Loeb in a league of his own, says Wilson

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The Independent Online

Consternation and the wringing of hands tends to be the general reaction within Formula One when Michael Schumacher reiterates his determination to carry on. Rallying should be warned, therefore, that it confronts the prospect of similar domination by one man.

Sebastien Loeb, of Citroen, has yet to secure his first World Rally Championship, let alone match Schumacher's seven titles, but according to one good judge, the comparison is as unavoidable as it is ominous. Malcolm Wilson, team principal of Ford, had hoped his own senior driver, Markko Martin, of Estonia, would be taking a step closer to the championship at Rally GB, which starts in Cardiff this evening. Instead, he acknowledges that Loeb, 30 points clear with five events remaining, is virtually unstoppable - and has the talent and temperament to vault clear of all comers in the WRC for years to come.

"He's the Michael Schumacher of rallying,'' Wilson said of the former gymnast. "Simply better than the rest. He's got everything. He's extremely quick, yet rarely makes a mistake. He's also learned how to win a championship. If he can't win a rally he makes sure he gets the best possible finish.

"He looks the part out of the car as well as in it. He presents himself well, says the right things, and never rocks the boat.''

That is a trick Schumacher perfected long ago. Loeb had the chance to go for the drivers' title at Rally GB last year, the final round. However, he was told by his team to avoid risks because the manufacturers' title had to take priority. He settled for runner-up behind Subaru's Petter Solberg, while Citroen achieved their objective.

Citroen assured him that loyalty would be returned, and his car this year has enabled him to maintain a consistent course towards the title. Solberg, Martin and Peugeot's Marcus Gronholm have lacked either the reliability or surefootedness to keep pace.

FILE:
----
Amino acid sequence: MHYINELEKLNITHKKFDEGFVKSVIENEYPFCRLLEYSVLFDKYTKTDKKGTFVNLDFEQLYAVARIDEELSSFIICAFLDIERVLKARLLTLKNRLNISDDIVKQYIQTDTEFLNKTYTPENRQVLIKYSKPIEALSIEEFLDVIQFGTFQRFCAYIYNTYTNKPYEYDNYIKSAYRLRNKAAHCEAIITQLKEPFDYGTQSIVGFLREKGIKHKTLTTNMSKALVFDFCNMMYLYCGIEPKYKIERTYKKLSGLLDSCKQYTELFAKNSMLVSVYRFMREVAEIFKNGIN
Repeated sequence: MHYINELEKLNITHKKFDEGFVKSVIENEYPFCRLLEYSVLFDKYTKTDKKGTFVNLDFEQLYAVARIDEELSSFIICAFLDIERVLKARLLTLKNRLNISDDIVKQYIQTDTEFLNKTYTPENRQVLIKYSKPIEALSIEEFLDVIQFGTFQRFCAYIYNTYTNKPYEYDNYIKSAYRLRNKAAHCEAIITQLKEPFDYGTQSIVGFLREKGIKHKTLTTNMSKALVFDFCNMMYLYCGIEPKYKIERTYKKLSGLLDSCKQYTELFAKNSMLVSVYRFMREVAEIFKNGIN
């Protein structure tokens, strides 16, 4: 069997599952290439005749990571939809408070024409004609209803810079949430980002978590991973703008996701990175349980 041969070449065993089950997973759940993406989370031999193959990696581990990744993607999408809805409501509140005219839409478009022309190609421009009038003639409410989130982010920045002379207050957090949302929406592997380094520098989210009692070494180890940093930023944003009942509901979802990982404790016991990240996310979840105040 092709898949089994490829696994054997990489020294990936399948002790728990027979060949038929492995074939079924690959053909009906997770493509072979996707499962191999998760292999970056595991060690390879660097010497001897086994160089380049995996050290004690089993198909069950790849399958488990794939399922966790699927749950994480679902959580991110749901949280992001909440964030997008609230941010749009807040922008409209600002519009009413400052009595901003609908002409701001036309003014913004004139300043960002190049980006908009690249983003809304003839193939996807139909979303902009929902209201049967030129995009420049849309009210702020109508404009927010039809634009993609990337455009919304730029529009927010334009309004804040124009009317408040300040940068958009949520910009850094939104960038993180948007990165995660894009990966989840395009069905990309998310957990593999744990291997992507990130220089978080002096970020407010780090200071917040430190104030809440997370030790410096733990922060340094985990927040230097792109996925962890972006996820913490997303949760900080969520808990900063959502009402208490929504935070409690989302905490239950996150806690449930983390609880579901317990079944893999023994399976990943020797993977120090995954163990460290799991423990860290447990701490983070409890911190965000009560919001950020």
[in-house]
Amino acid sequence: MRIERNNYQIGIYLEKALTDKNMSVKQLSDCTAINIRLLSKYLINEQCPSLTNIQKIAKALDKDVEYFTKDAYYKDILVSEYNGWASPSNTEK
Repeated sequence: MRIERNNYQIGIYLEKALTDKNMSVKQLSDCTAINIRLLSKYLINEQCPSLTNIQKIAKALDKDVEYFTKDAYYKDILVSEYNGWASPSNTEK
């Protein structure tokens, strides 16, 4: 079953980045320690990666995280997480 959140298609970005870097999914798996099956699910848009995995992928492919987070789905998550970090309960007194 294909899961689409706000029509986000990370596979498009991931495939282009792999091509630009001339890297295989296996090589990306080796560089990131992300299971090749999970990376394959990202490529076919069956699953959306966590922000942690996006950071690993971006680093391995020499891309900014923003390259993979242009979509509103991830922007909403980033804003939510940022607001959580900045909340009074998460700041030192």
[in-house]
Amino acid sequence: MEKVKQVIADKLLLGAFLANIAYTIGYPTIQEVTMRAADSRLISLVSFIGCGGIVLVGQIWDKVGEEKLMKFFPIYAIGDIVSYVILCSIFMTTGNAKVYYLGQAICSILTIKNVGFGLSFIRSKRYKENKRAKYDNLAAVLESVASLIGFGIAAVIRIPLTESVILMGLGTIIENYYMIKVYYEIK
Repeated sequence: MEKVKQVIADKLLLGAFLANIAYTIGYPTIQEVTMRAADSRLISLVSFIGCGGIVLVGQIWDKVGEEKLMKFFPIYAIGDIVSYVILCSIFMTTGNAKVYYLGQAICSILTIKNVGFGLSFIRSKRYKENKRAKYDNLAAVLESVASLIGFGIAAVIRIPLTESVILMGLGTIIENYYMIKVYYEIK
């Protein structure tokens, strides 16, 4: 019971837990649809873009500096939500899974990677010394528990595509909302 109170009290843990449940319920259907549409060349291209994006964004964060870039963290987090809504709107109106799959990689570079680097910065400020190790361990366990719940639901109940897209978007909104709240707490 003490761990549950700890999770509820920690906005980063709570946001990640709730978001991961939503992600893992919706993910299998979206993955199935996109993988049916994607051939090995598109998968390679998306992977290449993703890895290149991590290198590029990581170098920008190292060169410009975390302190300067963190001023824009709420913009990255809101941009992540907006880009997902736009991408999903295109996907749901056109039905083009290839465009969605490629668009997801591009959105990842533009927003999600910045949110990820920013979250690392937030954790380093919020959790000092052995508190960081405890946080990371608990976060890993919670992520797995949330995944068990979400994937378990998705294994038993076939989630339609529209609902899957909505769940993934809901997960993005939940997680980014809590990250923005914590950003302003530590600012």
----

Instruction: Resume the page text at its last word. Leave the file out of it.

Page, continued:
"All those other drivers you would expect to be contesting the championship are very good and highly competitive, but I believe Loeb is now on another level,'' Wilson said. "In reality, he's got the title already, because he needs only modest places for the rest of the season.''

That might not be quite the spiel the organisers and publicists of Rally GB had in mind, especially when no home driver is involved in the quest for outright victory. Post Colin McRae and Richard Burns, British interest will be concentrated on the lower classes.

McRae, three times a winner, may not be featuring, but family honour will be upheld by his 60-year-old father, Jimmy, competing for the 18th time, and younger brother Alister, pursuing the production class title. Kris Meeke and Guy Wilks will endeavour to show their potential in the Junior WRC category.

Apart from running the Ford factory cars of Martin and Carlos Sainz, Wilson's M-Sport operation also provides a focus for a 17-year-old Cumbrian already distinguishing himself on the domestic scene: Wilson's son, Matthew, combines schoolwork with British Championship rallying and next year plans to fit a few more World Championship rounds between his studies.